A Welsh hook is a type of polearm, a halberd-like weapon with a hook on the back, and gained its name due to its prevalence among the Welsh soldiers during the medieval wars against the English. It appears to have been derived from an agricultural implement known as a forest-bill (or a long hedging-bill) with the addition of a hook on the back and a spike on the front.
- "That no man presume to wear any weapons, especially Welsh-hooks and forest-bills", ("The History of Sir John Oldcastle", Folio 3, 1664, 60).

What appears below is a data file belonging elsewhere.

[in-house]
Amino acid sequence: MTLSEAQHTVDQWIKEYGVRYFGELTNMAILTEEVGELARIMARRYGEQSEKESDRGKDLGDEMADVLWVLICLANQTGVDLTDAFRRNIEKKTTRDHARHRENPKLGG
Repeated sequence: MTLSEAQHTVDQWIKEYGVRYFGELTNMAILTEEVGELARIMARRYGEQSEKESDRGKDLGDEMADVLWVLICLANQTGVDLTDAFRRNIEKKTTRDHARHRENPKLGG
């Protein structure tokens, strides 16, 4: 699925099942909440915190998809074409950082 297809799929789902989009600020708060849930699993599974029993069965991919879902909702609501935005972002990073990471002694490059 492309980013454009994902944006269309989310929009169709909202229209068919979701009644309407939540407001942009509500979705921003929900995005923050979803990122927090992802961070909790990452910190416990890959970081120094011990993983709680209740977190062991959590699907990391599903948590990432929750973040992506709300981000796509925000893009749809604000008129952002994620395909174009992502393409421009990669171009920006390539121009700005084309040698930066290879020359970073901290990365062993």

- Falstaff "My own knee? ... and swore the devil his true liegeman upon the cross of a Welsh hook,—What, a plague, call you him?", (Shakespeare Henry IV Part 1, 290).
- Lublin, Dr Robert I (2013), Costuming the Shakespearean Stage: Visual Codes of Representation in Early Modern Theatre and Culture, Ashgate Publishing, p. 115, ISBN 9781409479048
- Shakespeare, William; Rowe, Nicholas; et al. (1821), The Plays and Poems of William Shakespeare: Richard II. Henry IV, pt. I, F. C. and J. Rivington, pp. 286–287